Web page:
Pro-Ana: Starving Online “Anorexia is a lifestyle, not a disease,” by Sarah Rainey, is an exploration into upsetting online blogs that promote extreme dieting. Rainey pulls away from the commonly accused public pressures and social figures, and begins to point her finger at eating disorder blogs as the cause of anorexia in todays society. Through limitless examples and loose facts, Rainey brings to our knowledge the effect these website have to the public, and how society should come together to end them. Rainy grabs the attention of her audience at the very start, as she tells the stow of a girl named Jade.
An anorexic woman who runs a very popular blog discussing her eating disorder, and the many challenges she has overcome living with it. Many of Jade’s followers suffer with some type of eating disorder as well, but instead of encouraging them to seek help. Jade takes a Step in the opposite direction and encourages girls to embrace their illness, because it is in fact to her a “lifestyle. ” She uses Jade’s story to as an example to explain the dangerous uprising of these infamous pro-anorexia, also known as pro-ana, websites.
As well as to inform the public about the dangers these blogs have on society. Though the concern over the wellbeing of a sect of the population is very thoughtful, the question still remains, is it needed? Multiple times throughout the article, Rainy clarifies her frustration in the fact that little has been done to stop the production of these hazardous websites. This is entirely untrue, considering just last year, outrage exploded after Tumblr and Instagram were found with multiple pro-anorexia and pro-bulimia accounts. Shalby) In response, both websites executed new procedures that banned content that “promotes or glorifies self-harm. , as wells as added a new lengthy advisory notifications that also direct those searching, to websites where they can seek help. (Shalby) It doesnt just stop there though. In 2001, Yahoo as well as other search engines banned cites that promoted eating disorders (Geggle). Even, the well-known Pinterest was forced after accusations, to remove all its “thinspiration” photographs, or images designed to motivate weightless to an almost deadly state. Geggle) These are just a few examples on how social media itself has stepped in to stop the production of these websites. Rainy’s request to stop the blogs, though wasn’t backed up, is understandable. Logically speaking though, the only way to stop these sites is to try to begin to understand them. Any attempt to ban these websites will only send their users somewhere else. She should focus on getting inside the minds of sufferers, and comprehending why they are on the websites in the first place. Rainy tries to do this to an extent later on but, falls flat.
After introducing us to the idea of online anorexia. Rainy begins to digs a little deeper and tries to get nto the world of these websites. She talks to a retired blog owner and has countless interviews with doctors and psychiatrists. She does an excellent job describing all the nitty gritty details about the cause and effects behind all of these sites and giving us some information to support herself. The thing is though, Rainy does all these positive things, and then gives us completely irrelevant information.
For example, she mentions only one case study by Dr, John Morgan, who we know little to nothing about, and talks about a study he onducted on only 1 20 eating disorder patience to see the effects pro-ana websites have on the human mind. (Rainy) Though, the study gives us great background knowledge over the negative effects, it was one study based off of the reactions of only 120 people. Rainy specifically states that in Britain alone there are 1. 6 million people who suffer with an eating disorders. Then she shows us a study that uses less than 200 people.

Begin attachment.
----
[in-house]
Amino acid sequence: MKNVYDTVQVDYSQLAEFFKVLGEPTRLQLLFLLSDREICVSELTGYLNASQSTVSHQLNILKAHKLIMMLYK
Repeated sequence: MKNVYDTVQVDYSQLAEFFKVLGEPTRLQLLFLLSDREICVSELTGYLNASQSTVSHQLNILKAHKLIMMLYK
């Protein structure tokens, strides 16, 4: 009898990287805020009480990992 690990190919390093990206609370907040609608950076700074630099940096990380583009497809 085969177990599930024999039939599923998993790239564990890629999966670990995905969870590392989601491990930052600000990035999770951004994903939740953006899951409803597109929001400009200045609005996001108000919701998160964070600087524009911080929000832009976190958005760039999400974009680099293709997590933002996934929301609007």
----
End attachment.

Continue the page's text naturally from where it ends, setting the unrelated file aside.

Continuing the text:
To be even pickier she uses a study based of the reaction of people who already have an eating disorder, not the everyday people she is reaching out to. After giving us the information about the case study, Rainy begins to jump on her wagon of slamming multiple pro-ana facts in the readers face. Jumping from one point to the other and out of nowhere states things like “Lots of them (anorexics) wear colored bracelets. “(Rainy) What does that have to do with anything? Again, she provides useless information. Another example is, halfway through Rainy decides to quote a doctor that completely changes the main point of her entire article. Anorexia is a lifestyle, not a disease” starts out as an article ade to inform readers on how these websites, blogs, forums, all cause eating disorders. Yet, Rainy goes and quotes Dr Helen Sharpe, another doctor we know nothing about, and she specifically states that these websites are “‘incredibly common, and though they don’t cause eating disorders, they can perpetuate them”. (Rainy) She used a quote that had nothing to do with what she was talking about. This is not the only time Rainy contradicts herself though. Her, herself quotes “Writing about the rise of pro-ana and pro-mia, however, is double-edged.
There is a danger that any attempt to understand the appeal of the websites will only raise their profile. ” (Rainy) She clearly States that people shouldn’t write about pro-anan websites, while she is writing about pro-ana websites. Overall the entire article is everynhere. It’s like seven different people tried writing the article all at once and just published it. I think she did an outstanding job engaging the readers, and being sympathetic towards a very sensitive subject. But, everything from her facts, and statistics fell short. Through limitless examples and loose facts,
Rainey attempted to bring to our attention the effect pro-ana website have to the public, and how society should come together to end them.